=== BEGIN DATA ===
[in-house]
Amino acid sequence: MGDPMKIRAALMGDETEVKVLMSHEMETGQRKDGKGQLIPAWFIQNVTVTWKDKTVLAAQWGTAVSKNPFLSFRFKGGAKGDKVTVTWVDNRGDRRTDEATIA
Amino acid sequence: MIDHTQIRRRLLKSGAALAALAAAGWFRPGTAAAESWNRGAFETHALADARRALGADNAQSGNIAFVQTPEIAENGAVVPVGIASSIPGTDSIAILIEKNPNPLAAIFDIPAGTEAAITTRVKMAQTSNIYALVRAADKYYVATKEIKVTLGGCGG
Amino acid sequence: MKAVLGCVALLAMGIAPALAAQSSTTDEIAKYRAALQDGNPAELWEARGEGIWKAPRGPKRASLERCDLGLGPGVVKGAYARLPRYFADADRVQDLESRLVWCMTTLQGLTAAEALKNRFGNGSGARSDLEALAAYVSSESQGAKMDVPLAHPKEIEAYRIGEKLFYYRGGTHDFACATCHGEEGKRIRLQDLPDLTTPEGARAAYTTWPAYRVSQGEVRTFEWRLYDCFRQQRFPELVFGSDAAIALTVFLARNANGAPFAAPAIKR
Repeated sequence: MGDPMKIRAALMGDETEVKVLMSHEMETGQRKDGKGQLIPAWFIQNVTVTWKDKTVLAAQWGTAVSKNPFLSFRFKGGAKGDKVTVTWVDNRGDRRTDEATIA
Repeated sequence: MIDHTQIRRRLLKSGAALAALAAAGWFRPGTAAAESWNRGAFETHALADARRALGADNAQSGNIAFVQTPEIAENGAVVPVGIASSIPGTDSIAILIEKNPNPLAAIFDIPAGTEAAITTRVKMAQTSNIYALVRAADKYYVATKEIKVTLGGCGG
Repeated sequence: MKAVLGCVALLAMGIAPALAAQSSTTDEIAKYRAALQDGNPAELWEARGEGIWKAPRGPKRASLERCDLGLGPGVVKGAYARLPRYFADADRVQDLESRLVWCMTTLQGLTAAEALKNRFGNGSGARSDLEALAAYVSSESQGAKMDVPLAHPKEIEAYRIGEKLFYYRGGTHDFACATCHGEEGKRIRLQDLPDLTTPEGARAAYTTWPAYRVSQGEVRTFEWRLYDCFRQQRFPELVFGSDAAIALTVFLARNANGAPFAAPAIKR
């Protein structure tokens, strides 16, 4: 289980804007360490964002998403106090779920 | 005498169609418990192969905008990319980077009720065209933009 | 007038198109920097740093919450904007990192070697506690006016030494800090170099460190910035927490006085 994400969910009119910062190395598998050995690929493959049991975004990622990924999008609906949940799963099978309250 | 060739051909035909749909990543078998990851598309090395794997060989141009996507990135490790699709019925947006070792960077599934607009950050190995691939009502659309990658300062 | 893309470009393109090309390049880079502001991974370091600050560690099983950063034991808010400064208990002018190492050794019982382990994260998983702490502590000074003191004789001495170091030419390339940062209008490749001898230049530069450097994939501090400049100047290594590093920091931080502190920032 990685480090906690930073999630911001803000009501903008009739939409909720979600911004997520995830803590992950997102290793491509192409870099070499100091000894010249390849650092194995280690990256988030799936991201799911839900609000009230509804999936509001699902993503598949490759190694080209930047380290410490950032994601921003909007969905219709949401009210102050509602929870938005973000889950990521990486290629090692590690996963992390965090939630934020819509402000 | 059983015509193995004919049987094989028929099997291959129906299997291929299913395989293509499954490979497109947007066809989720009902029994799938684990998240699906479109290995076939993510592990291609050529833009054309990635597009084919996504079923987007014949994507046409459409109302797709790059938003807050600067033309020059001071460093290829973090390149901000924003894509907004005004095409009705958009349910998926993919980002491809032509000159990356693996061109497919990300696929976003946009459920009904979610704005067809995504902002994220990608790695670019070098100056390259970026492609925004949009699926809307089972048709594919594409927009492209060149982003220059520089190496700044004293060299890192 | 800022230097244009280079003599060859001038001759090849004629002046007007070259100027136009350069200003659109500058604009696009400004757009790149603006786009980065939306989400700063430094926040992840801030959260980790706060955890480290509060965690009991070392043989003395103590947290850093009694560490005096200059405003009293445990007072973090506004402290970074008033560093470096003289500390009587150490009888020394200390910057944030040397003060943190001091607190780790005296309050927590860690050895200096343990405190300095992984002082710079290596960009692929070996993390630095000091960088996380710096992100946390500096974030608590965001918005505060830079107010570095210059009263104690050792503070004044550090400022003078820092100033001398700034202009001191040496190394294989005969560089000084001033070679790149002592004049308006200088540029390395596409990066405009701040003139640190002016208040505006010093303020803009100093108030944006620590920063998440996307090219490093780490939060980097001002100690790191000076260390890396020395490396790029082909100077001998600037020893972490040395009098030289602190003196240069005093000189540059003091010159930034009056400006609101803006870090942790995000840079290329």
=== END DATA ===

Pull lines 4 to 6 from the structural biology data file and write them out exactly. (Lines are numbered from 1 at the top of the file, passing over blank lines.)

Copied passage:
Amino acid sequence: MKAVLGCVALLAMGIAPALAAQSSTTDEIAKYRAALQDGNPAELWEARGEGIWKAPRGPKRASLERCDLGLGPGVVKGAYARLPRYFADADRVQDLESRLVWCMTTLQGLTAAEALKNRFGNGSGARSDLEALAAYVSSESQGAKMDVPLAHPKEIEAYRIGEKLFYYRGGTHDFACATCHGEEGKRIRLQDLPDLTTPEGARAAYTTWPAYRVSQGEVRTFEWRLYDCFRQQRFPELVFGSDAAIALTVFLARNANGAPFAAPAIKR
Repeated sequence: MGDPMKIRAALMGDETEVKVLMSHEMETGQRKDGKGQLIPAWFIQNVTVTWKDKTVLAAQWGTAVSKNPFLSFRFKGGAKGDKVTVTWVDNRGDRRTDEATIA
Repeated sequence: MIDHTQIRRRLLKSGAALAALAAAGWFRPGTAAAESWNRGAFETHALADARRALGADNAQSGNIAFVQTPEIAENGAVVPVGIASSIPGTDSIAILIEKNPNPLAAIFDIPAGTEAAITTRVKMAQTSNIYALVRAADKYYVATKEIKVTLGGCGG